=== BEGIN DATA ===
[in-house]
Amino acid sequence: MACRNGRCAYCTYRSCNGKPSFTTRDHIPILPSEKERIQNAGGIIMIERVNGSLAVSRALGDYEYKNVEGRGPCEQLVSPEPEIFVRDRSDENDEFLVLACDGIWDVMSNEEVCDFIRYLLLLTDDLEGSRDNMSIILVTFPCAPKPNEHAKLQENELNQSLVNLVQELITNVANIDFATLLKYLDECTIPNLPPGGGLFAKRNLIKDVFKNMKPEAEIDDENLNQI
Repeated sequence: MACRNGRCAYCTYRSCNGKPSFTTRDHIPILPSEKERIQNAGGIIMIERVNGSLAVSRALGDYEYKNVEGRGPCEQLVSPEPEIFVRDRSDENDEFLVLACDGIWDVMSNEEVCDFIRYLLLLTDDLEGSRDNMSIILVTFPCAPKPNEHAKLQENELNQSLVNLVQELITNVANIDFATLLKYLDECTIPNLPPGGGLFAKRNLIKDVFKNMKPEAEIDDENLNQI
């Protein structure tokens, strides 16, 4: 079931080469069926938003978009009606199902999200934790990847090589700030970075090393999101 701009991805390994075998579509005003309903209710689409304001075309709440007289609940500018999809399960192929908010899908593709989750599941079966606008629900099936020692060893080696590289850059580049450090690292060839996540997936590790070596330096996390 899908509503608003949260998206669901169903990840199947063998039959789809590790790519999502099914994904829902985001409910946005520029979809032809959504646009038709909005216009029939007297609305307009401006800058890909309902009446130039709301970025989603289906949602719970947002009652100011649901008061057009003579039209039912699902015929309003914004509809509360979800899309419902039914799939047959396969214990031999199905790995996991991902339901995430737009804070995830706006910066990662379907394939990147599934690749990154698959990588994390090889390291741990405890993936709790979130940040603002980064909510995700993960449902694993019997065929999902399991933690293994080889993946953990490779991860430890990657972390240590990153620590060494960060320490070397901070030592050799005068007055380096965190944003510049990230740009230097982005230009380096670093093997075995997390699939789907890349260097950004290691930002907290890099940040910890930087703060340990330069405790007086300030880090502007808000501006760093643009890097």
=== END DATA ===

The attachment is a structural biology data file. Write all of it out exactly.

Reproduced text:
[in-house]
Amino acid sequence: MACRNGRCAYCTYRSCNGKPSFTTRDHIPILPSEKERIQNAGGIIMIERVNGSLAVSRALGDYEYKNVEGRGPCEQLVSPEPEIFVRDRSDENDEFLVLACDGIWDVMSNEEVCDFIRYLLLLTDDLEGSRDNMSIILVTFPCAPKPNEHAKLQENELNQSLVNLVQELITNVANIDFATLLKYLDECTIPNLPPGGGLFAKRNLIKDVFKNMKPEAEIDDENLNQI
Repeated sequence: MACRNGRCAYCTYRSCNGKPSFTTRDHIPILPSEKERIQNAGGIIMIERVNGSLAVSRALGDYEYKNVEGRGPCEQLVSPEPEIFVRDRSDENDEFLVLACDGIWDVMSNEEVCDFIRYLLLLTDDLEGSRDNMSIILVTFPCAPKPNEHAKLQENELNQSLVNLVQELITNVANIDFATLLKYLDECTIPNLPPGGGLFAKRNLIKDVFKNMKPEAEIDDENLNQI
């Protein structure tokens, strides 16, 4: 079931080469069926938003978009009606199902999200934790990847090589700030970075090393999101 701009991805390994075998579509005003309903209710689409304001075309709440007289609940500018999809399960192929908010899908593709989750599941079966606008629900099936020692060893080696590289850059580049450090690292060839996540997936590790070596330096996390 899908509503608003949260998206669901169903990840199947063998039959789809590790790519999502099914994904829902985001409910946005520029979809032809959504646009038709909005216009029939007297609305307009401006800058890909309902009446130039709301970025989603289906949602719970947002009652100011649901008061057009003579039209039912699902015929309003914004509809509360979800899309419902039914799939047959396969214990031999199905790995996991991902339901995430737009804070995830706006910066990662379907394939990147599934690749990154698959990588994390090889390291741990405890993936709790979130940040603002980064909510995700993960449902694993019997065929999902399991933690293994080889993946953990490779991860430890990657972390240590990153620590060494960060320490070397901070030592050799005068007055380096965190944003510049990230740009230097982005230009380096670093093997075995997390699939789907890349260097950004290691930002907290890099940040910890930087703060340990330069405790007086300030880090502007808000501006760093643009890097």